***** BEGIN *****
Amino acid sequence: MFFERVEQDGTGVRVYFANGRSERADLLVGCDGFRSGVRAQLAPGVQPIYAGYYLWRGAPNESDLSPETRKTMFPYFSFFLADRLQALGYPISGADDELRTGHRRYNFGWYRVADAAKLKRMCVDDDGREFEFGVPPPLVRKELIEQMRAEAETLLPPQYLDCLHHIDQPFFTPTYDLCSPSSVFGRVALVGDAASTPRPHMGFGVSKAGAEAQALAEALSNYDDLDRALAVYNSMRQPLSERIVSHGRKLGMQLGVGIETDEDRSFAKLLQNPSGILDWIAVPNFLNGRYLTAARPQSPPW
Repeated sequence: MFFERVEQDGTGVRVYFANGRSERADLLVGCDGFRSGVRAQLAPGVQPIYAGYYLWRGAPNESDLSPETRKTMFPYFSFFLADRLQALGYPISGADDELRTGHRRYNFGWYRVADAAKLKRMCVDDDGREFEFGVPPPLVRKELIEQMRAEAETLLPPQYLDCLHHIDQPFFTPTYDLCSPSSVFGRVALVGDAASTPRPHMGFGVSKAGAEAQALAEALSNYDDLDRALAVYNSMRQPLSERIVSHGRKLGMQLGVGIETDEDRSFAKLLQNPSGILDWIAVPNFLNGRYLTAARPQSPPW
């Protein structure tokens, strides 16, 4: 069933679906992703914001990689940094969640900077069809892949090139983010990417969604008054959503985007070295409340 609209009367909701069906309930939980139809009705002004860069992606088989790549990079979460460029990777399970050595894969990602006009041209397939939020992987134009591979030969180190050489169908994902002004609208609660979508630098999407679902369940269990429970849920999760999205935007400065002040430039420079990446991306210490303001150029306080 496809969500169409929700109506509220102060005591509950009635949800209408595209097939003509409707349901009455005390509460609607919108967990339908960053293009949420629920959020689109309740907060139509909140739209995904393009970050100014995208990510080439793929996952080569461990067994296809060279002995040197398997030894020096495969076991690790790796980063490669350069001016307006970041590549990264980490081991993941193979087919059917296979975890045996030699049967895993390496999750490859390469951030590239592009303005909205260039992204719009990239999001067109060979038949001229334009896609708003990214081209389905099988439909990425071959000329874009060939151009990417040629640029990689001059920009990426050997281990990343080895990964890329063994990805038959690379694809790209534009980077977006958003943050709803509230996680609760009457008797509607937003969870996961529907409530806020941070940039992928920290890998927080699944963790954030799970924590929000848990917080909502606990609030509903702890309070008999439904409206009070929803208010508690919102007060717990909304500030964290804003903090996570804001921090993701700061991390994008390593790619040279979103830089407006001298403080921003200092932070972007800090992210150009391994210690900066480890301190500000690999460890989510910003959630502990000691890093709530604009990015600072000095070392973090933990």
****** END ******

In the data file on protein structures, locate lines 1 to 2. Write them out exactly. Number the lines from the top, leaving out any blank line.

Amino acid sequence: MFFERVEQDGTGVRVYFANGRSERADLLVGCDGFRSGVRAQLAPGVQPIYAGYYLWRGAPNESDLSPETRKTMFPYFSFFLADRLQALGYPISGADDELRTGHRRYNFGWYRVADAAKLKRMCVDDDGREFEFGVPPPLVRKELIEQMRAEAETLLPPQYLDCLHHIDQPFFTPTYDLCSPSSVFGRVALVGDAASTPRPHMGFGVSKAGAEAQALAEALSNYDDLDRALAVYNSMRQPLSERIVSHGRKLGMQLGVGIETDEDRSFAKLLQNPSGILDWIAVPNFLNGRYLTAARPQSPPW
Repeated sequence: MFFERVEQDGTGVRVYFANGRSERADLLVGCDGFRSGVRAQLAPGVQPIYAGYYLWRGAPNESDLSPETRKTMFPYFSFFLADRLQALGYPISGADDELRTGHRRYNFGWYRVADAAKLKRMCVDDDGREFEFGVPPPLVRKELIEQMRAEAETLLPPQYLDCLHHIDQPFFTPTYDLCSPSSVFGRVALVGDAASTPRPHMGFGVSKAGAEAQALAEALSNYDDLDRALAVYNSMRQPLSERIVSHGRKLGMQLGVGIETDEDRSFAKLLQNPSGILDWIAVPNFLNGRYLTAARPQSPPW